Donald Ray Atkinson
Donald Ray Atkinson
Donald Ray Atkinson, Ph. D., passed away on January 11, 2008 at home after a long and courageous battle with pancreatic cancer. Don was born on February 10, 1940 in Union City, Indiana to Ernest and Onda Atkinson. Don spent most of his childhood years in Baraboo, Wisconsin. He revisited Baraboo throughout his adult life, caring for his parents and visiting close friends. Recently, Don completed a book about Baraboo entitled, "Baraboo, A Selected History."
Don graduated from Baraboo High School in 1958, after which he served in the Navy for two years. He received his Bachelor of Science degree in mathematics from Wisconsin State College, La Crosse in 1964, where he was a member of the Phi Sigma Epsilon Fraternity and was awarded a varsity letter in gymnastics. He earned a master's in counseling psychology from the University of Wisconsin, Milwaukee in 1966, and earned his doctorate from the University of Wisconsin, Madison in 1970. He worked as a high school math teacher and guidance counselor before being hired in 1972 by the University of California, Santa Barbara as a Professor of Counseling Psychology in the Graduate School of Education. Don served as assistant dean of the Department of Education from 1975 to 1979, and he was the Director of Training for the Counseling Psychology Program from 1979 until 1989, when he stepped down because of his dedication to teaching, mentoring, and conducting research. He was given the title Professor Emeritus when he retired from UCSB in 2002.
Don was a pioneer in the area of multicultural counseling psychology. He pursued scholarship in multicultural counseling psychology before it was mandatory or fashionable, and he mentored a large number of doctoral students from underrepresented groups into the field of counseling psychology. His students were his greatest pride in his life's work. Far beyond his individual accomplishments, which were many, Don viewed his own success through the achievements of his students.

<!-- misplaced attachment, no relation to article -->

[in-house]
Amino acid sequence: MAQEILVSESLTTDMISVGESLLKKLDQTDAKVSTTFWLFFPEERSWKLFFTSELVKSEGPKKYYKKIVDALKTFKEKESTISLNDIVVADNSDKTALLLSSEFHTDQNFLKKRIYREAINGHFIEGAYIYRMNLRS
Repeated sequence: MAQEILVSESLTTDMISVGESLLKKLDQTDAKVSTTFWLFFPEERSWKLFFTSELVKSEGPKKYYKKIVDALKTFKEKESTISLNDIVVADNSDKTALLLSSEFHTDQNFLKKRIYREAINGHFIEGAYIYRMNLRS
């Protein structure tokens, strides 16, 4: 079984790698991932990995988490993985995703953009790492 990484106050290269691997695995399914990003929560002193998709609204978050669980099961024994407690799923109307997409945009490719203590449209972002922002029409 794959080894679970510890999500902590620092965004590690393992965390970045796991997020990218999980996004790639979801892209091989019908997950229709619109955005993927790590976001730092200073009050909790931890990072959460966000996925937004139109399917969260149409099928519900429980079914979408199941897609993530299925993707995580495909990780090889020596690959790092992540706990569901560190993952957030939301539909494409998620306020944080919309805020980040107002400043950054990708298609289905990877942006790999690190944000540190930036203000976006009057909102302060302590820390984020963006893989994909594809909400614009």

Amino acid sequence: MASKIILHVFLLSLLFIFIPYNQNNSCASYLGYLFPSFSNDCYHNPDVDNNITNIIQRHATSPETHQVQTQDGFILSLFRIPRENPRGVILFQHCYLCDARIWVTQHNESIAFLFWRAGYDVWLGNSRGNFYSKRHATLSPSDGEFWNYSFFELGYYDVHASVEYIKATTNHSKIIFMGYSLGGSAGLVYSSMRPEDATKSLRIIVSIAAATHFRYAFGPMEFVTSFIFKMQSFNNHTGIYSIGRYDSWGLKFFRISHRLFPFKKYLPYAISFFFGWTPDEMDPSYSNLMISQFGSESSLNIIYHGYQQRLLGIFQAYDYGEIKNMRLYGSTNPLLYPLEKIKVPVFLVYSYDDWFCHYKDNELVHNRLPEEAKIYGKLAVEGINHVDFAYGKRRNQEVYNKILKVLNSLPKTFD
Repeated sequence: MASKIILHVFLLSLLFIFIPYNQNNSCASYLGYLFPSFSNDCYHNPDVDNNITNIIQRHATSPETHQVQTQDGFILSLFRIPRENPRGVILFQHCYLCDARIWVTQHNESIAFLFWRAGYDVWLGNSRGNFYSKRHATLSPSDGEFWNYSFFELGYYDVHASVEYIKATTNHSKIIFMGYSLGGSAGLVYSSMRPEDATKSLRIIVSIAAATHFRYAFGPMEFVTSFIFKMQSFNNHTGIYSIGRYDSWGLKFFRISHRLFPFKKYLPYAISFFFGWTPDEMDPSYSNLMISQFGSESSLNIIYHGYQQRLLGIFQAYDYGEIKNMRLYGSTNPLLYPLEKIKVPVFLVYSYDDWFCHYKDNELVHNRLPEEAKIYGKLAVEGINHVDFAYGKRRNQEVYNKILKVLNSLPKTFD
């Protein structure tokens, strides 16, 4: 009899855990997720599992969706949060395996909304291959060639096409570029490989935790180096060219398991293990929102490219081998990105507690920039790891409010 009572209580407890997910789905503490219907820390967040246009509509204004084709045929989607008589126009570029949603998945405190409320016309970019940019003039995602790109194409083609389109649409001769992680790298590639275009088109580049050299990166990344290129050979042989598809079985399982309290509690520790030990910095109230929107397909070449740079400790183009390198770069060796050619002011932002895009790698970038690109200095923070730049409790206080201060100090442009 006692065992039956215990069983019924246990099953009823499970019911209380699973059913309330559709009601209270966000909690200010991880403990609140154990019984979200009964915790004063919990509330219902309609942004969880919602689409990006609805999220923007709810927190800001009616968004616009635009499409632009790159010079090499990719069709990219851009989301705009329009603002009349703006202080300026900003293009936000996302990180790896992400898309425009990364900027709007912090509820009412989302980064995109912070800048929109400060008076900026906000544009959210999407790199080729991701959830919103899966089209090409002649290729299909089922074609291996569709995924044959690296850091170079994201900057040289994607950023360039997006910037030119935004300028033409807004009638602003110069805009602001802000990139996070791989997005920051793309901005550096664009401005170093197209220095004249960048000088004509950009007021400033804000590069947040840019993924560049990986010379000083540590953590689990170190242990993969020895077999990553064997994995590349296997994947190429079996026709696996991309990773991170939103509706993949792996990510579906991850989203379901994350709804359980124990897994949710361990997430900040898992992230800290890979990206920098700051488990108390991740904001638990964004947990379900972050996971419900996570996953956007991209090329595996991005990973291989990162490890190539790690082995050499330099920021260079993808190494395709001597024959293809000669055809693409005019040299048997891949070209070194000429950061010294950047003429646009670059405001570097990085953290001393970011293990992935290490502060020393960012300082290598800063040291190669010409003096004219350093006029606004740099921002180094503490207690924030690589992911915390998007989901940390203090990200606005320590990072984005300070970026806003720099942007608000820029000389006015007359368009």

Don is the author of "Counseling American Minorities," now in its sixth edition and considered a classic in the field, "Counseling Diverse Populations," now in its third edition, and "Counseling Across the Lifespan." He published over 100 journal articles.
Don's notable and numerous contributions in the field of multicultural counseling garnered considerable professional recognition, including Fellow status in the American Psychological Association (1990), the University of Wisconsin, Madison Alumni Achievement Award (1993), the Society for the Psychological Study of Ethnic Minority Issues Distinguished Career Contributions to Research Award (2001), an APA Presidential Citation and recognition as an honored Elder at the National Multicultural Conference and Summit (2005). Also in 2005, he received the Leona Tyler Award, the highest form of recognition by the Society of Counseling Psychology for his "fearless" dedication" and devotion to the field of multicultural counseling.
Don lived a full and active life. He thrived in the outdoors and participated in canoeing, fishing, hiking, and cross-country skiing. Don enjoyed these activities at the home he designed and built in Ashland, Oregon, a special place he loved to share with friends, family, and former students. Even during his illness, he was constantly tackling home renovation projects and building things, most recently a tree house for his granddaughters, nieces, and nephews (complete with a bunk bed and window seat!). His interests also included the Shakespeare Festival in Ashland, Oregon and the Britt Music Festival in Jacksonville, Oregon.
Don believed in the importance of family, a value he demonstrated in his commitments and connections to family members. He raised two sons, one seriously developmentally disabled, as a single father. He had a close bond with his surviving son, Bob, with whom he spoke daily. He cared for his mother-in-law during an extended Alzheimer's illness. His loving relationship with Carol, his wife of 17 years, was an inspiration to others. His granddaughters were his pride and joy, and he took great pleasure in encouraging their talents of gymnastics and piano and traveling with them to the Grand Canyon, Oregon, and southern California.
During his extended illness, Don's determination and courage served as an inspiration to family and friends. The family offers special thanks to Dr. Newman and the Sansum Santa Barbara oncology nurses for the individual care and respect they showed Don throughout his illness. They would also like to express appreciation to Dr. Ponce, Dr. Dunn, and Hospice nurses and support staff.
Don is survived by his wife, Carol Atkinson; son, Robert K. Atkinson; daugther-in-law, Laura Atkinson; granddaughters, Allyson Atkinson and Conor Ann Atkinson, and nieces, nephews, friends, former students, and colleagues. He was preceded in death by his son, James Atkinson, and his brother, Fredrick Atkinson.
A memorial service will be held on Saturday, January 26, 2008 at 10:30 a.m. in the Chapel of the Santa Barbara Cemetery (901 Channel Drive). Donations may be made to the Donald Atkinson Diversity Enhancement Fund/USCB Foundation (805-893-5994), the Jessie Hopkins Hinchee Foundation (805-967-7777), the Pancreatic Cancer Action Network (pancan.org), or the Baraboo Community Scholarship Corporation (608-355-5226).